Group test: bar bags
Group test: bar bags
If you don’t fancy carrying valuables in your pockets, or just simply have too many items that you want close to hand (eg camera, sunscreen, waterproof etc) then a bar bag is seriously worth considering.
They’re part of the classic touring set up with good reason, as they allow you to lump all valuables in one easily accessible and most importantly, transportable place. This means the bar bag will need a quick release attachment, with the most universal system being the Klickfix provided by Rixen&Kaul. All of the bags came with mounts, and four of the five had the Klickfix system which made it much easier to switch between them. Each bag also came with detachable straps unless the review says so.
A not often mentioned benefit of the bar bag I soon learned to appreciate was how in the colder months they can act as a bit of a windshield for your hands. As the mercury has dropped quite significantly in recent mornings, I definitely noticed the difference when I cycled in without the bar bag to protect my knuckles from the wind chill!
I used all these in the test to carry my normal commuting clobber (spare inner, mini pump, multitool, lightweight waterproof jacket and lunch) and put them through a solid equal soaking in the Cycling UK shower to test their water resistance too.
1. Ortlieb Ultimate6 S Plus
This is a new compact bar bag from Ortlieb and at five litres was one of the smallest bags on review. It fitted everything I needed, as well as the office’s D-SLR camera without the top popping off or causing steering difficulties. In many ways, I prefer the smaller size, as it forces me not to overpack!
The Plus range is made of Cordura fabric which I prefer to the normal shiny vinyl style. It’s allegedly as robust and as durable as the Classic range, and after a rough time with me it’s still looking like new. During the shower test, there were no issues in terms of leakage, with water beading rather than soaking the fabric.
The lid is kept in place by two magnets, and I had no issue with it popping open mid ride. The lid is touchscreen compatible which is a nice touch, and I suspect large enough for an iPad mini. You can squeeze a single side of an OS landranger map in, but I think this would be more faff than use when out and about, and that if you go with this bag and need guidance, you’ll probably want a GPS device.
The interior is pretty basic, but features a zippable valuable bag and a fastening for your keys, and there's a reflective patch on the front.
It features a Klickfix lockable mount which locks both the bag to the mount, but through quite a neat loop also locks the lid. It’s not going to stop a determined thief, but it will provide added security if you’re worried about your lip popping open.
Colour: green, red, black, blue
Capacity: @5 litres
Max tube diameter: up to 31.8 mm
Verdict: Light, durable and well thought out, only let down is lack of compatibility for a map cover.
I've long been a fan of Carradice's use of waxed cotton duck and have never been let down by either the products or the exemplary service of this Lancashire based company, so I had high hopes for the Super C handlebar bag. Needless to say, during the course of my testing I wasn't disappointed, and my gear remained dry though out the test.
It's not the prettiest of bags, but what it lacks in looks it sure makes up for in practicality. Carradice seems to have pretty much thought of everything a bar bag might need, and then added it. This means if you're looking for just a simple hold all, this bag probably isn't for you.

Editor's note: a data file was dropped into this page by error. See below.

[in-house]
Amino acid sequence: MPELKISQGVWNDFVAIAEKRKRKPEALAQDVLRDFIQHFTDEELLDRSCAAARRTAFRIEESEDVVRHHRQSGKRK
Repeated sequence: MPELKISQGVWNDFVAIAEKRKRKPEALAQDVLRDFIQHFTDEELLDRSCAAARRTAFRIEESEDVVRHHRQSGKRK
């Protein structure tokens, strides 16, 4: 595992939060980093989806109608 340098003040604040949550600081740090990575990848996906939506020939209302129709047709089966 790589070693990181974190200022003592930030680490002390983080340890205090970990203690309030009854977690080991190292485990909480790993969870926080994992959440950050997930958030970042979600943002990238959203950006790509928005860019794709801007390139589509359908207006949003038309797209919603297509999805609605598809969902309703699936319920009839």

On the outside there are two small side pouches, which I found useful for popping a spare rear light in. They're pretty tight and not especially capacious, so don't anticipate being able to stuff them full of goodies, but for a few odds and ends they're perfect. The other reason you won't want to stuff them, is with a width of 26cm, if you're fitting it to a bike with drops, you might struggle for room. I tested this on my Surly Disc Trucker which has bar end shifters, but if you've STI shifters you might find the sheer girth of the bag getting in the way. Then again, if you go for a touring classic like the Super C, your bike probably won't have STIs...
Carradice says their bag is only 5 litres, but I have my doubts on this and suspect it's bigger, particularly when you compare it to the other 5 litre offerings I reviewed from Altura and Ortlieb. Judging by the the other bags I reviewed that were sized at 5 litres , I'd suggest the Super C is closer to 7 litres. It's certainly spacious, and easily held my daily belongings with space and to spare. Inside there's a zipped pouch, and two large pockets on the side, all of which should make it a bit easier to organise your belongings. The top is held down by two solid clips on adjustable straps.
Outside, there's a long white reflective strip stretched across the front, and up top a very easy to use large map case secured by poppers. This should be able to house any map you can think of, and most importantly allow for a long ride until you need to make any adjustments of the map itself. I also tried the case with my smartphone, but the thickness of the plastic meant the touchscreen was not receptive.
A touch I really appreciated with the Super C was the removable light bracket on the base. Apart from the Carradice and the Altura, none of the other bags seemed to be designed to use at night, or at least they assume the cyclist will have a different light set up to a handlebar mounted position. My light sits at the fork crown, and wasn't obscured by any of the bar bags on review, but I was concerned when reviewing all these bags how effective my lighting set up would have been if they were placed on my handlebars, as I would not have been able to direct the light down to see road defects immediately in front, and would run the risk of dazzling other road users by having to angle them too high. Carradice's simple solution gets round this, and gets the thumbs up from me.
Capacity: @5 litres
Max tube diameter: 32mm
Verdict: The do anything, go anywhere, likely last forever, of bar bags.
3. Brooks Isle of Skye
I’ve had a chequered past with Brooks’ products, and have usually found that while their saddles won’t let me down, their forays into luggage unfortunately will and usually within a week or two of purchase. I therefore didn’t have high hopes for their bar bag.
All was forgiven and forgotten though when I pulled the Isle of Skye from its cotton storage bag (a nice touch), and was able to look upon this very elegant, simple but fully functional bar bag. Unlike the other bags I reviewed, the Isle of Skye looked just as handsome off the bike as on it, and might get away with not being recognised as bike luggage when used as a satchel.
It certainly is a handsome item of luggage, with leather trimmings, metal studs for fixing a map case (provided and touch screen friendly), and a bluesign-approved waterproof textile, tested for 2000mm water, which dealt with the deluge I put it through with no trouble. The leather band on the front might also accommodate a front light with a clasp fitting.
Just like the island it is named after, the Isle of Skye is unique, but fortunately this doesn’t stretch to the mounting system, where Brooks has sensibly opted for the universal Klickfix system.